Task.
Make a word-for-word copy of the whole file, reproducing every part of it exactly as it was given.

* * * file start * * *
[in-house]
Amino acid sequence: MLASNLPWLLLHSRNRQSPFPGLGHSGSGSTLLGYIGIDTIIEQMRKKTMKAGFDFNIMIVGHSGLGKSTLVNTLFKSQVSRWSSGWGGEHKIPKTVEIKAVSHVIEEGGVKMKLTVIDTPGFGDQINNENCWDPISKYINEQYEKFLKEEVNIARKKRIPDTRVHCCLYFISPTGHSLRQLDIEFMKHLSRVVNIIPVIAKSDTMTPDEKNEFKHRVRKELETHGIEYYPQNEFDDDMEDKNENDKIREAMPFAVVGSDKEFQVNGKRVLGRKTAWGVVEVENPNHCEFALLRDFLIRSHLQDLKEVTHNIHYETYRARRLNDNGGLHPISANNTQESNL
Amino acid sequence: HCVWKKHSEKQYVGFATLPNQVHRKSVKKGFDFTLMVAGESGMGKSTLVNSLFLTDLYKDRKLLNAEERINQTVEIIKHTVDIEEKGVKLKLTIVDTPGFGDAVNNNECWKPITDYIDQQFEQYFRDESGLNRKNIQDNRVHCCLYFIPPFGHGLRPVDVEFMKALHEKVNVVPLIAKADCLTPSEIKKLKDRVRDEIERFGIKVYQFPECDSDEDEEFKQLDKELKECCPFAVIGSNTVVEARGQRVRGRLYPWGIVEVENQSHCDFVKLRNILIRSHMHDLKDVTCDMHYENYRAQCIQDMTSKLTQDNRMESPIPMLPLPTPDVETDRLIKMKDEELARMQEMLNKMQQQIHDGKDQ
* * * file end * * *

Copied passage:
[in-house]
Amino acid sequence: MLASNLPWLLLHSRNRQSPFPGLGHSGSGSTLLGYIGIDTIIEQMRKKTMKAGFDFNIMIVGHSGLGKSTLVNTLFKSQVSRWSSGWGGEHKIPKTVEIKAVSHVIEEGGVKMKLTVIDTPGFGDQINNENCWDPISKYINEQYEKFLKEEVNIARKKRIPDTRVHCCLYFISPTGHSLRQLDIEFMKHLSRVVNIIPVIAKSDTMTPDEKNEFKHRVRKELETHGIEYYPQNEFDDDMEDKNENDKIREAMPFAVVGSDKEFQVNGKRVLGRKTAWGVVEVENPNHCEFALLRDFLIRSHLQDLKEVTHNIHYETYRARRLNDNGGLHPISANNTQESNL
Amino acid sequence: HCVWKKHSEKQYVGFATLPNQVHRKSVKKGFDFTLMVAGESGMGKSTLVNSLFLTDLYKDRKLLNAEERINQTVEIIKHTVDIEEKGVKLKLTIVDTPGFGDAVNNNECWKPITDYIDQQFEQYFRDESGLNRKNIQDNRVHCCLYFIPPFGHGLRPVDVEFMKALHEKVNVVPLIAKADCLTPSEIKKLKDRVRDEIERFGIKVYQFPECDSDEDEEFKQLDKELKECCPFAVIGSNTVVEARGQRVRGRLYPWGIVEVENQSHCDFVKLRNILIRSHMHDLKDVTCDMHYENYRAQCIQDMTSKLTQDNRMESPIPMLPLPTPDVETDRLIKMKDEELARMQEMLNKMQQQIHDGKDQ